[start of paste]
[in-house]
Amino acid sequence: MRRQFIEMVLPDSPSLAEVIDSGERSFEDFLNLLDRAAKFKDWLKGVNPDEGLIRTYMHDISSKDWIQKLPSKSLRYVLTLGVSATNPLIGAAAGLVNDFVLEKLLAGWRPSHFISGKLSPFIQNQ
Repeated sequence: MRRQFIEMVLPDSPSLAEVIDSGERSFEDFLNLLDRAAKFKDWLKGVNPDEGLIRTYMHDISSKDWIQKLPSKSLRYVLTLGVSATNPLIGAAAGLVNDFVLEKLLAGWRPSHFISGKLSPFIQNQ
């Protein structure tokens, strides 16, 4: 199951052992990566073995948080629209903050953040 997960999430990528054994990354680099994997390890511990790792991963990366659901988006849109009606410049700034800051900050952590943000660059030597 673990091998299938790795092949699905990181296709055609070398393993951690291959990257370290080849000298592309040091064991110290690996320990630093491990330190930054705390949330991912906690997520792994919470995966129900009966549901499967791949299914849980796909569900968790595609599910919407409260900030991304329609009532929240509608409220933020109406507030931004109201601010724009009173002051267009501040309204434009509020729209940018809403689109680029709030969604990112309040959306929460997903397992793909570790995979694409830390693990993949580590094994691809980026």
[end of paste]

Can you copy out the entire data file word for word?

[in-house]
Amino acid sequence: MRRQFIEMVLPDSPSLAEVIDSGERSFEDFLNLLDRAAKFKDWLKGVNPDEGLIRTYMHDISSKDWIQKLPSKSLRYVLTLGVSATNPLIGAAAGLVNDFVLEKLLAGWRPSHFISGKLSPFIQNQ
Repeated sequence: MRRQFIEMVLPDSPSLAEVIDSGERSFEDFLNLLDRAAKFKDWLKGVNPDEGLIRTYMHDISSKDWIQKLPSKSLRYVLTLGVSATNPLIGAAAGLVNDFVLEKLLAGWRPSHFISGKLSPFIQNQ
């Protein structure tokens, strides 16, 4: 199951052992990566073995948080629209903050953040 997960999430990528054994990354680099994997390890511990790792991963990366659901988006849109009606410049700034800051900050952590943000660059030597 673990091998299938790795092949699905990181296709055609070398393993951690291959990257370290080849000298592309040091064991110290690996320990630093491990330190930054705390949330991912906690997520792994919470995966129900009966549901499967791949299914849980796909569900968790595609599910919407409260900030991304329609009532929240509608409220933020109406507030931004109201601010724009009173002051267009501040309204434009509020729209940018809403689109680029709030969604990112309040959306929460997903397992793909570790995979694409830390693990993949580590094994691809980026």